• by gtall ( 79522 )

        And you base this opinion on your deep analysis of the grid and its power suppliers? Hell, you should run to be the next Trump.

        • Everyone knows what a bunch pork licking women ISIS is. How? They avoid Wall Street; and say "please" when in the presence of Goldman Sacks board members.
      • Re: (Score:2, Insightful)

        by Anonymous Coward

        I assume your house has a backup refrigerator and stove in case one of the primaries goes down

        Everyone that lives in an old house where it snows has a backup for both. The garage/outside is a wonderful secondary fridge and everyone with an old house has at least one fireplace.

        Don't think everyone lives as precariously as you do.

      • by KGIII ( 973947 )

        I know you've had some replies but I'd like to add that you'd probably die up where my house is and I live in the US. Well, you might not die but you'd probably end up leaving - assuming you could.

        I live in an unincorporated township, in NW Maine, many miles from a village, and a lot of miles for a real town, and hours from a city of any size. I can be in Canada quicker than I can be in a moderately sized town.

        Yes, I retired there on purpose but I am cheating and wintering in Florida this year.

        At any rate -

    • by Z00L00K ( 682162 ) on Saturday January 09, 2016 @06:27AM (#51267511) Homepage

      You can't protect yourself enough against attacks on central nodes in the net. It's almost impossible. And it's not that hard to find out key nodes in the electrical grid using just Google Earth and some patience. That's not unique to the US but essentially applicable to every modern country.

      It also highlights that everyone is responsible for doing their part when it comes to disaster preparedness. Keep some fuel, dry food and canned stuff around that can be used when things go sour. But modern society has evolved into a situation where we do our daily shopping run for food for the day and the day when we can't do it we are going hungry.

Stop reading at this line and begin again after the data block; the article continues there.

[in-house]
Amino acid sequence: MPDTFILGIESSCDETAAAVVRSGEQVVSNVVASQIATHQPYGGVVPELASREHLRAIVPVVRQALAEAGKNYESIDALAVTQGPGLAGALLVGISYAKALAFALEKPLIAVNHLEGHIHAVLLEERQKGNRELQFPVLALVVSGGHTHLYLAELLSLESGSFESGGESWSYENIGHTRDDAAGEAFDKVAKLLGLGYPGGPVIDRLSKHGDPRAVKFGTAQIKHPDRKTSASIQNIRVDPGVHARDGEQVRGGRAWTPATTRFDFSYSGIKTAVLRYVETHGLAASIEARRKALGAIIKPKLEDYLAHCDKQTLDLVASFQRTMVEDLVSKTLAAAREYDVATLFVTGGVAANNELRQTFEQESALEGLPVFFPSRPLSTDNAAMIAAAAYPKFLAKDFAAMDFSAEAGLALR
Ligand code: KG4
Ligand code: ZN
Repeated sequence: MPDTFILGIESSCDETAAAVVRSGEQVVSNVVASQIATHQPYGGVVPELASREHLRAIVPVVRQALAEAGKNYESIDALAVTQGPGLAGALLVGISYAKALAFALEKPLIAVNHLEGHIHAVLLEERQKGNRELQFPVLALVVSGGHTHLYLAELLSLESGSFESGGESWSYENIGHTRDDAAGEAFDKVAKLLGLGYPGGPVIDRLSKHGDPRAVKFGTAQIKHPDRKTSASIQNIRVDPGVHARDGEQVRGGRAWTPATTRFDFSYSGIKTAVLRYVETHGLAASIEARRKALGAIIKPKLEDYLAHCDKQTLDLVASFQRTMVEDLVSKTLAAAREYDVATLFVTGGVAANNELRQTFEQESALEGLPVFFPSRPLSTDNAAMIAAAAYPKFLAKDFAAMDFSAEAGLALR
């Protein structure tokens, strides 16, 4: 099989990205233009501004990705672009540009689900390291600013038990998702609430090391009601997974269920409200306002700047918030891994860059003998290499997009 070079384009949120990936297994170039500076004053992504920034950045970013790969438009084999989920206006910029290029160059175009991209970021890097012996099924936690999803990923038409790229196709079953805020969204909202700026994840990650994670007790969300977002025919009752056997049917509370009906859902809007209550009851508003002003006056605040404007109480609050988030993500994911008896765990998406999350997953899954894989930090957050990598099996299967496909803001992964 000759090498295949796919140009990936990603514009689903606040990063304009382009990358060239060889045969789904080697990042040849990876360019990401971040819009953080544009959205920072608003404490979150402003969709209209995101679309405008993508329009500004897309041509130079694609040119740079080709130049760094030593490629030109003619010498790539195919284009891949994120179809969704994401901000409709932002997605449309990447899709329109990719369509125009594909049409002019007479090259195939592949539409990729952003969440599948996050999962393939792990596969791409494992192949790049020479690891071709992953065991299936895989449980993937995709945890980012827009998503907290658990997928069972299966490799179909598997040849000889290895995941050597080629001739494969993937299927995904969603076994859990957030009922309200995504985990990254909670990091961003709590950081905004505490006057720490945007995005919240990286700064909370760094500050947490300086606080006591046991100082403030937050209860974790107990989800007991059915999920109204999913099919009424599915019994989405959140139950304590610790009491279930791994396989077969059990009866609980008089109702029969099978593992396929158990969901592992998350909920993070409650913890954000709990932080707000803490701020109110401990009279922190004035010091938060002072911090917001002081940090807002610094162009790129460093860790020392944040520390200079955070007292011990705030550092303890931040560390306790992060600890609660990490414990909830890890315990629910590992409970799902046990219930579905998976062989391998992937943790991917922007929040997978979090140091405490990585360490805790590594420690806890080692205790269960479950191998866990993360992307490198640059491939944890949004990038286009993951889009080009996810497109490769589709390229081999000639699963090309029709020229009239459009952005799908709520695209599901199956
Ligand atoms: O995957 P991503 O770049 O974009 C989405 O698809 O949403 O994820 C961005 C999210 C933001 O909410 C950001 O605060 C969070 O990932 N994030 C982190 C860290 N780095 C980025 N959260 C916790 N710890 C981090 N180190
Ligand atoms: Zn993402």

• I only made my system quindecuply redundant. Why oh why didn't I make it sexdecuply redundant.

    • That's what you get when you let your critical infrastructure design by entities that care more about profit than providing that critical infrastructure.

      I'm eager to hear your discourse on capital expenditures in the electricity industry, and how increased redundancy would impact the electricity bill of the average homeowner and business. I assume you have an in-depth analysis, including a prepared power point slide, that includes extensive analysis in this area.

      Or maybe you just wanted to say "HAHA Look how much smarter I am than EVERY utility in the country, and how much smarter I am than EVERY public utilities commission in the country. I'm not in a posi

      • Meanwhile, the utilities go "If I turn of this power station now for 'maintenance', the other power stations I own will be able to charge at least 25% more. Make it so."

      • This is what I was saying when I asked if he had spent money for redundant refrigeration and cooking for his own use; sadly, all the ACs chose to misunderstand me.